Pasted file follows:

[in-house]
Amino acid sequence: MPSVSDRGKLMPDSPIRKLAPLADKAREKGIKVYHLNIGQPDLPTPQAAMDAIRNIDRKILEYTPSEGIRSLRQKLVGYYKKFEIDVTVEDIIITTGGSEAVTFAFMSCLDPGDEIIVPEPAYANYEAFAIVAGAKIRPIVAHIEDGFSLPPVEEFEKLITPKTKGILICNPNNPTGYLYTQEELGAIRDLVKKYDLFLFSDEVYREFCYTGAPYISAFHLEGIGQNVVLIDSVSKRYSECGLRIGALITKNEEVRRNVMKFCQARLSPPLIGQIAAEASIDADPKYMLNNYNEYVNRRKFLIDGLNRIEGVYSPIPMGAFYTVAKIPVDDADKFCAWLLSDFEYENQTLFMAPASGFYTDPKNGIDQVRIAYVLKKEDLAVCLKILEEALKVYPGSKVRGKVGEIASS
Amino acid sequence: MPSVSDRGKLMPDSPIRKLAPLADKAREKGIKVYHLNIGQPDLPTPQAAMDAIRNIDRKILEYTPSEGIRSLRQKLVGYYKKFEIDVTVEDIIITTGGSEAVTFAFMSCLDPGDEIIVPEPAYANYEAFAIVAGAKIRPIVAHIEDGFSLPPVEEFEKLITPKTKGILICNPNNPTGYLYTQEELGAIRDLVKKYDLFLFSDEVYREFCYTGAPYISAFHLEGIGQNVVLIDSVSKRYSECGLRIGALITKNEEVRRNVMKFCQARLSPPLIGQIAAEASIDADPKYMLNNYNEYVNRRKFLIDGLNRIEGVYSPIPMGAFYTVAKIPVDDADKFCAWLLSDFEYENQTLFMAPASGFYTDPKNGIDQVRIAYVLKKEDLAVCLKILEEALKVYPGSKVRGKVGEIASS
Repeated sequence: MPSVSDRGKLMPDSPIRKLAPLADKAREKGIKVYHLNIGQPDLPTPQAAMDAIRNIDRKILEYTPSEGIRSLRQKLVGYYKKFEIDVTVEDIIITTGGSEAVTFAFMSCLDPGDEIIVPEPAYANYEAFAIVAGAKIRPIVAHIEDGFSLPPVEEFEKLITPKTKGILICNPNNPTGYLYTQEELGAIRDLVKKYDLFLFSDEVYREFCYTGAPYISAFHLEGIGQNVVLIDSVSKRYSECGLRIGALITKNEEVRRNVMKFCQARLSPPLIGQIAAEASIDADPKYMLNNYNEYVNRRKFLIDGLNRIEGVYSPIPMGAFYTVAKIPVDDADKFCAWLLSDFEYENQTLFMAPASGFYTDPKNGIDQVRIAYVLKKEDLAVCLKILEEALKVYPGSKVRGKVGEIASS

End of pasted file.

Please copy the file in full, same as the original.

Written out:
[in-house]
Amino acid sequence: MPSVSDRGKLMPDSPIRKLAPLADKAREKGIKVYHLNIGQPDLPTPQAAMDAIRNIDRKILEYTPSEGIRSLRQKLVGYYKKFEIDVTVEDIIITTGGSEAVTFAFMSCLDPGDEIIVPEPAYANYEAFAIVAGAKIRPIVAHIEDGFSLPPVEEFEKLITPKTKGILICNPNNPTGYLYTQEELGAIRDLVKKYDLFLFSDEVYREFCYTGAPYISAFHLEGIGQNVVLIDSVSKRYSECGLRIGALITKNEEVRRNVMKFCQARLSPPLIGQIAAEASIDADPKYMLNNYNEYVNRRKFLIDGLNRIEGVYSPIPMGAFYTVAKIPVDDADKFCAWLLSDFEYENQTLFMAPASGFYTDPKNGIDQVRIAYVLKKEDLAVCLKILEEALKVYPGSKVRGKVGEIASS
Amino acid sequence: MPSVSDRGKLMPDSPIRKLAPLADKAREKGIKVYHLNIGQPDLPTPQAAMDAIRNIDRKILEYTPSEGIRSLRQKLVGYYKKFEIDVTVEDIIITTGGSEAVTFAFMSCLDPGDEIIVPEPAYANYEAFAIVAGAKIRPIVAHIEDGFSLPPVEEFEKLITPKTKGILICNPNNPTGYLYTQEELGAIRDLVKKYDLFLFSDEVYREFCYTGAPYISAFHLEGIGQNVVLIDSVSKRYSECGLRIGALITKNEEVRRNVMKFCQARLSPPLIGQIAAEASIDADPKYMLNNYNEYVNRRKFLIDGLNRIEGVYSPIPMGAFYTVAKIPVDDADKFCAWLLSDFEYENQTLFMAPASGFYTDPKNGIDQVRIAYVLKKEDLAVCLKILEEALKVYPGSKVRGKVGEIASS
Repeated sequence: MPSVSDRGKLMPDSPIRKLAPLADKAREKGIKVYHLNIGQPDLPTPQAAMDAIRNIDRKILEYTPSEGIRSLRQKLVGYYKKFEIDVTVEDIIITTGGSEAVTFAFMSCLDPGDEIIVPEPAYANYEAFAIVAGAKIRPIVAHIEDGFSLPPVEEFEKLITPKTKGILICNPNNPTGYLYTQEELGAIRDLVKKYDLFLFSDEVYREFCYTGAPYISAFHLEGIGQNVVLIDSVSKRYSECGLRIGALITKNEEVRRNVMKFCQARLSPPLIGQIAAEASIDADPKYMLNNYNEYVNRRKFLIDGLNRIEGVYSPIPMGAFYTVAKIPVDDADKFCAWLLSDFEYENQTLFMAPASGFYTDPKNGIDQVRIAYVLKKEDLAVCLKILEEALKVYPGSKVRGKVGEIASS